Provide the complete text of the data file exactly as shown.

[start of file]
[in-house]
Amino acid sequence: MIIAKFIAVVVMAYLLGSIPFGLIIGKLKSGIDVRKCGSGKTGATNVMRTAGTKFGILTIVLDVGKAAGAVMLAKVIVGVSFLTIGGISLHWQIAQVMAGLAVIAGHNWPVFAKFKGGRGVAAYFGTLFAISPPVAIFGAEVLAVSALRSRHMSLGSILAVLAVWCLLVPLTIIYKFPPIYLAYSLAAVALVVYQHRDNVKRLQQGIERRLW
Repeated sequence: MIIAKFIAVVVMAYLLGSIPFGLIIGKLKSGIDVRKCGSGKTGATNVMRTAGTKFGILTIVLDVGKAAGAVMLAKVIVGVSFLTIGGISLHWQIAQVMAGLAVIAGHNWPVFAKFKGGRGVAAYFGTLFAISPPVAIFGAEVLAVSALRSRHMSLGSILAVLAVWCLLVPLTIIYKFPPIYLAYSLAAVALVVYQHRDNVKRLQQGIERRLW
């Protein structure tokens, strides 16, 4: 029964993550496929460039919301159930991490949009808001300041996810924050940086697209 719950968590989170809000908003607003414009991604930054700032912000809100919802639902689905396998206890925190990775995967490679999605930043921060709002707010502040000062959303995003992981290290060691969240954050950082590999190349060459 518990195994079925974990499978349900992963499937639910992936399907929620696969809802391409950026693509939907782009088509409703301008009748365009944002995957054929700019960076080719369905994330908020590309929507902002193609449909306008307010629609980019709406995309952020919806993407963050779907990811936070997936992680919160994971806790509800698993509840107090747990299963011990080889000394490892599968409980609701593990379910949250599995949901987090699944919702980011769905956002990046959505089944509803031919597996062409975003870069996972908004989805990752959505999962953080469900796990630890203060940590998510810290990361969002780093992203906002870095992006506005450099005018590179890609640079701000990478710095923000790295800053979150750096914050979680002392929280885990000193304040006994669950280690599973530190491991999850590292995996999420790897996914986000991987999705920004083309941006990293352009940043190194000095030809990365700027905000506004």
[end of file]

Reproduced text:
[in-house]
Amino acid sequence: MIIAKFIAVVVMAYLLGSIPFGLIIGKLKSGIDVRKCGSGKTGATNVMRTAGTKFGILTIVLDVGKAAGAVMLAKVIVGVSFLTIGGISLHWQIAQVMAGLAVIAGHNWPVFAKFKGGRGVAAYFGTLFAISPPVAIFGAEVLAVSALRSRHMSLGSILAVLAVWCLLVPLTIIYKFPPIYLAYSLAAVALVVYQHRDNVKRLQQGIERRLW
Repeated sequence: MIIAKFIAVVVMAYLLGSIPFGLIIGKLKSGIDVRKCGSGKTGATNVMRTAGTKFGILTIVLDVGKAAGAVMLAKVIVGVSFLTIGGISLHWQIAQVMAGLAVIAGHNWPVFAKFKGGRGVAAYFGTLFAISPPVAIFGAEVLAVSALRSRHMSLGSILAVLAVWCLLVPLTIIYKFPPIYLAYSLAAVALVVYQHRDNVKRLQQGIERRLW
């Protein structure tokens, strides 16, 4: 029964993550496929460039919301159930991490949009808001300041996810924050940086697209 719950968590989170809000908003607003414009991604930054700032912000809100919802639902689905396998206890925190990775995967490679999605930043921060709002707010502040000062959303995003992981290290060691969240954050950082590999190349060459 518990195994079925974990499978349900992963499937639910992936399907929620696969809802391409950026693509939907782009088509409703301008009748365009944002995957054929700019960076080719369905994330908020590309929507902002193609449909306008307010629609980019709406995309952020919806993407963050779907990811936070997936992680919160994971806790509800698993509840107090747990299963011990080889000394490892599968409980609701593990379910949250599995949901987090699944919702980011769905956002990046959505089944509803031919597996062409975003870069996972908004989805990752959505999962953080469900796990630890203060940590998510810290990361969002780093992203906002870095992006506005450099005018590179890609640079701000990478710095923000790295800053979150750096914050979680002392929280885990000193304040006994669950280690599973530190491991999850590292995996999420790897996914986000991987999705920004083309941006990293352009940043190194000095030809990365700027905000506004």